The remainder of the early 1970s was highly productive for Withers. He married actress Denise Nicholas, who played the guidance counselor in the highly popular ABC television series Room 222, and he starred in the horror blaxploitation film Blacula. He contributed the song "Better Days" to the Bill Cosby western film Man and Boy, and collaborated with R&B legend Bobby Womack on a remake of Womack's chestnut It's All Over Now, which was released on the United Artists label.

Withers continued to record albums for Sussex, including Bill Withers Live at Carnegie Hall in 1973 and 'Justments in 1974. He had a legal falling out with Sussex, however, and signed with Columbia Records. When Sussex later closed up shop, Withers bought the master recordings of his entire catalog, which enabled him to reissue his Sussex catalog on Columbia. Withers's hitmaking abilities continued on the new label, including such albums as 1975's Making Music, 1976's Naked & Warm, 1977's Menagerie, and 1979's 'Bout Love, and the singles "Make Love to Your Mind" and "Lovely Day."

In the 1980s Withers released only one album, 1985's Watching You Watching Me. Although he produced no albums, he teamed with songwriters Ralph MacDonald and William Salter to compose "Just the Two of Us," which he recorded with Grover Washington Jr. The song reached number three on the rhythm-and-blues charts and number two in the pop charts for three weeks in 1981. He also contributed vocals to the Crusaders' Rhapsody in Blues.

Although he produced sporadic recordings on minor labels and made several tours with Grover Washington in the 1990s, Withers ceased his recording activities. His recorded output of the 1970s and early 1980s and the reverence held for his body of work by other artists, however, have earned him a permanent position in the pantheon of pop and R&B crossover artists. In 1998, singer Al Jarreau paid homage to Withers by recording a CD of the artist's songs, titled Tribute to Bill Withers.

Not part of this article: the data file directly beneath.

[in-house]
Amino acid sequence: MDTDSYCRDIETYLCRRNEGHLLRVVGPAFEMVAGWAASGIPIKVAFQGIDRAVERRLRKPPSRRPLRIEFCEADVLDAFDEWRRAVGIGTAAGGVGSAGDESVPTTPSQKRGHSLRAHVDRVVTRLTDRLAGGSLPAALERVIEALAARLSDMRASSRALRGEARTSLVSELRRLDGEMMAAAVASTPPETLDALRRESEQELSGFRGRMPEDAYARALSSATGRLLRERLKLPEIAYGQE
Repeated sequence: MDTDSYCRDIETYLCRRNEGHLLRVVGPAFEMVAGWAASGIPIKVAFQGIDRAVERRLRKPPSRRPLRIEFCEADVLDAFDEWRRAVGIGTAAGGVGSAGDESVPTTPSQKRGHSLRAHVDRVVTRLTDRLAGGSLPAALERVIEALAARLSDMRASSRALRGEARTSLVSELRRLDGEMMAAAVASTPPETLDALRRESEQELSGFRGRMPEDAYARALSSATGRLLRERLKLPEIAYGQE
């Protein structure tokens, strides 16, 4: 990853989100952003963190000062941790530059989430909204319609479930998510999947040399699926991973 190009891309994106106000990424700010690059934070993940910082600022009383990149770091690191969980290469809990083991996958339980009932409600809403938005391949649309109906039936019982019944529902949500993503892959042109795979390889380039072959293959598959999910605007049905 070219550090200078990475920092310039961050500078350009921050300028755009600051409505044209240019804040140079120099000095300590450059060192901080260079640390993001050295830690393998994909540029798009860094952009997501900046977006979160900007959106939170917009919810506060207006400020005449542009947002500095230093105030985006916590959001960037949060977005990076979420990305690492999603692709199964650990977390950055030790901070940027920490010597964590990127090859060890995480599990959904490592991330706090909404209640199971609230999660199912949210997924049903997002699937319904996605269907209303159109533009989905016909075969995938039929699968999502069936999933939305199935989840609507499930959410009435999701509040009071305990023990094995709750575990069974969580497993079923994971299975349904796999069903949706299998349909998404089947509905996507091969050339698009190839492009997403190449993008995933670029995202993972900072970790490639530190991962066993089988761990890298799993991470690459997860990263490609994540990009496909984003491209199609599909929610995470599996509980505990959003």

Selected discography

Singles

"Ain't No Sunshine," Sussex, 1970.

"Grandma's Hands," Sussex, 1971.

"Lean on Me," Sussex, 1972.

"Use Me," Sussex, 1972.

"Let Us Love," Sussex, 1972.

"Kissing My Love," Sussex, 1973.

"Friend of Mine," Sussex, 1973.

"Make Love to Your Mind," Columbia, 1975.

"Lovely Day," Columbia, 1977.

"Just the Two of Us" (with Grover Washington), Elektra, 1981.

Albums

Just As I Am, Sussex, 1971.

Still Bill, Sussex, 1972.

Bill Withers Live at Carnegie Hall, Columbia/Legacy, 1973.

'Justments, Sussex, 1974.

The Best of Bill Withers: Making Music, CBS, 1975.

Naked and Warm, Columbia, 1976.

Menagerie, CBS, 1977.

'Bout Love, CBS, 1977.

Bill Withers' Greatest Hits, Columbia, 1981.

Watching You Watching Me, Columbia, 1985.

Lean on Me: The Best of Bill Withers, Columbia/Legacy, 1994.

For the Record …

Born on July 4, 1938, the youngest of six children; married actress Denise Nicholas (divorced).

Moved to Los Angeles to pursue recording career, 1967; recorded debut album, Just as I Am, 1971; released album Still Bill, 1972; recorded Bill Withers Live at Carnegie Hall, 1974; released Lean on Me: The Best of Bill Withers, 1994.

Awards: Grammy Award, Best Rhythm and Blues Song, for "Ain't No Sunshine," 1970.

Sources

Books

The Rolling Stone Encyclopedia of Rock & Roll, Rolling Stone Press, 2001.

Online

"Bill Withers," All Music Guide,http://www.allmusic.com (February 25, 2005).

BruceWalker